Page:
My ham shack PC is an older Dell desktop PC. It’s not fancy, but it does the job I need it to do. I’m pretty sure this PC and its present Windows installation date back to 2011 or 2012. Initially it was built with Windows 7 and then I applied the free Windows 10 upgrade whenever that came out. With exception to just general sluggishness which one can expect from a machine of this age…the machine still works fine. It’s just slower than molasses on a cold winter day. This slow/sluggishness can be eliminated by reformatting the HDD and reloading the OS and all the software.
Sticking with Windows
While I’ve certainly dabbled in Linux, I’m a Windows guy by profession. Plus my main ham radio software is Ham Radio Deluxe. I’ve been running HRD since I was first licensed back in 2007. It’s what I like, it’s what I’m used to and it does everything I need it to do. I use HRD for all my general logging and use DM-780 for PSK, RTTY etc. and it seamlessly works well with WSJT apps for all things JT/FT. For contesting, I generally stick with either N1MM Logger or the N3FJP logging software. While I realize there are Linux solutions available, I’m just not interested in taking the plunge.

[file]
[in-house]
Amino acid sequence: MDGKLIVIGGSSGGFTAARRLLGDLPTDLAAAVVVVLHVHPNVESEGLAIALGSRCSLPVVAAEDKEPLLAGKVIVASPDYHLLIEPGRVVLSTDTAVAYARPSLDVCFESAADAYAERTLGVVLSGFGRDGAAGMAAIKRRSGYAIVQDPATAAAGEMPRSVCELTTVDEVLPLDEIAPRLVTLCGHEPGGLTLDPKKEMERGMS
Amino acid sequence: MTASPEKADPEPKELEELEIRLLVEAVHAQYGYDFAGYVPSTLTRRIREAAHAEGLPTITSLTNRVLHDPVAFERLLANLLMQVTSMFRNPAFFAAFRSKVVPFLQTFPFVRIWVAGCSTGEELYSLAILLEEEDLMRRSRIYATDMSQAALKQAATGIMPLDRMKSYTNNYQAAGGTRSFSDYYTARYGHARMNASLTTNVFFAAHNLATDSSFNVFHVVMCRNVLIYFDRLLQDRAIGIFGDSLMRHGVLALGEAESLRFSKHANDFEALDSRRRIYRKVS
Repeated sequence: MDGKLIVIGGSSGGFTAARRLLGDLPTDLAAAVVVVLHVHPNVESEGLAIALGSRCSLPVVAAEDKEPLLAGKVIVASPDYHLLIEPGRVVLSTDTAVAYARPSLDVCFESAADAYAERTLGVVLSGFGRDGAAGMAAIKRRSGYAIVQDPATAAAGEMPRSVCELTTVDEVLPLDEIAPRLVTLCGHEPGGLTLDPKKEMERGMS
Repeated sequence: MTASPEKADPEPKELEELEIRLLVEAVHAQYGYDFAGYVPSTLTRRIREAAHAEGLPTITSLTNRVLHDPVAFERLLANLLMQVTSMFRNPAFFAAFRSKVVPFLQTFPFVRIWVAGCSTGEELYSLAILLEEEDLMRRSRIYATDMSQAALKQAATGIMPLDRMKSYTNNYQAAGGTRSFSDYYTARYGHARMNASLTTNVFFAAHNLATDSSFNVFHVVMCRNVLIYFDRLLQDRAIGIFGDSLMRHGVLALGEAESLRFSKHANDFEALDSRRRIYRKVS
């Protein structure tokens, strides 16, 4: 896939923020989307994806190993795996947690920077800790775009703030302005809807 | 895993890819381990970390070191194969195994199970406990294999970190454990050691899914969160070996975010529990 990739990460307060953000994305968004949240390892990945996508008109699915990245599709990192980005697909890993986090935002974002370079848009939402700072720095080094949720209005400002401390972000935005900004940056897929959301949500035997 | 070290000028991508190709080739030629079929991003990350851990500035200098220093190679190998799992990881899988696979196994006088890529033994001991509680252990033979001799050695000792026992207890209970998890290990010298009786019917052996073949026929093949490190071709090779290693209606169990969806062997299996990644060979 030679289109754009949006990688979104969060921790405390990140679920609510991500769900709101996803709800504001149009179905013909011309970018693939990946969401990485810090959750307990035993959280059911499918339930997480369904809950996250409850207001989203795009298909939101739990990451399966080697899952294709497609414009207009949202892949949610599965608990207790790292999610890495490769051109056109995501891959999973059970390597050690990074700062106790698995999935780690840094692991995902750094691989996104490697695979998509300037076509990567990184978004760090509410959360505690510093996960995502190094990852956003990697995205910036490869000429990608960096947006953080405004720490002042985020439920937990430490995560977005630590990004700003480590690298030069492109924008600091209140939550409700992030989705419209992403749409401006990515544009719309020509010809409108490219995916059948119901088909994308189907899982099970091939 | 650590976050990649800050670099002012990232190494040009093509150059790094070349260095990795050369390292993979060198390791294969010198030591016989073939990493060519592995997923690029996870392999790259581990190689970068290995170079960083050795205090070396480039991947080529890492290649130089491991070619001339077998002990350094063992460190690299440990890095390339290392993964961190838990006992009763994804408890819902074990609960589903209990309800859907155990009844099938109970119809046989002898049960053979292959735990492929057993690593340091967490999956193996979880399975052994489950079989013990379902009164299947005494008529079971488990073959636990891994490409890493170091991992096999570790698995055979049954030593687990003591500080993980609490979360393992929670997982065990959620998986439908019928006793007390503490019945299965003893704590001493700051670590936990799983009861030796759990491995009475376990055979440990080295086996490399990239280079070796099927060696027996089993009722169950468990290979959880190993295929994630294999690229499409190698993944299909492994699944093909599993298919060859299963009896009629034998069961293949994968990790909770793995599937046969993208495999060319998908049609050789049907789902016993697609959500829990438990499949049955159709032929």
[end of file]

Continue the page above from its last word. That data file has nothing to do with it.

The first order of business for this project is backup. Backup everything. Of course the most important thing to backup is my HRD Logbook. It is automagically backed up each time I exit the logbook to my Dropbox folder. But I wanted to make sure I had a good backup. Done!
Ham Radio Deluxe also has a feature to archive/export all HRD settings. I’ve never actually tried this feature, so this will be the first attempt. Hopefully this works and will help speed up the process of getting HRD running again after the rebuild.
The next important item to backup is my TQSL file. You can easily export your TQSL file by launching the TQSL app and exporting your station data. this makes getting this app set back up a breeze. Again…Dropbox comes to the rescue.
As I’m running a few USB to Serial dongles, I wanted to make sure I had the driver software stored safely somewhere I could find it. Once again Dropbox is the answer. I also verified I had a few other misc. files that I may or may not need readily available and saved on my Dropbox (Just in Case).
Finally, I’ve backed up all the other files/folders of the machine just to make sure I have everything I might need. I don’t anticipate I’ll need anything other than the items I’ve moved over to Dropbox, but you never know.
Windows 10 has option to perform a full reset of the OS which removes all applications, settings, configurations and files/folders on the machine. Essentially this is a fresh install of the OS and is the option I opted to go with. I could have performed a partial reset which keeps the files/folders…but as this machine had 8-9 years of clutter on it…I wanted to completely start over.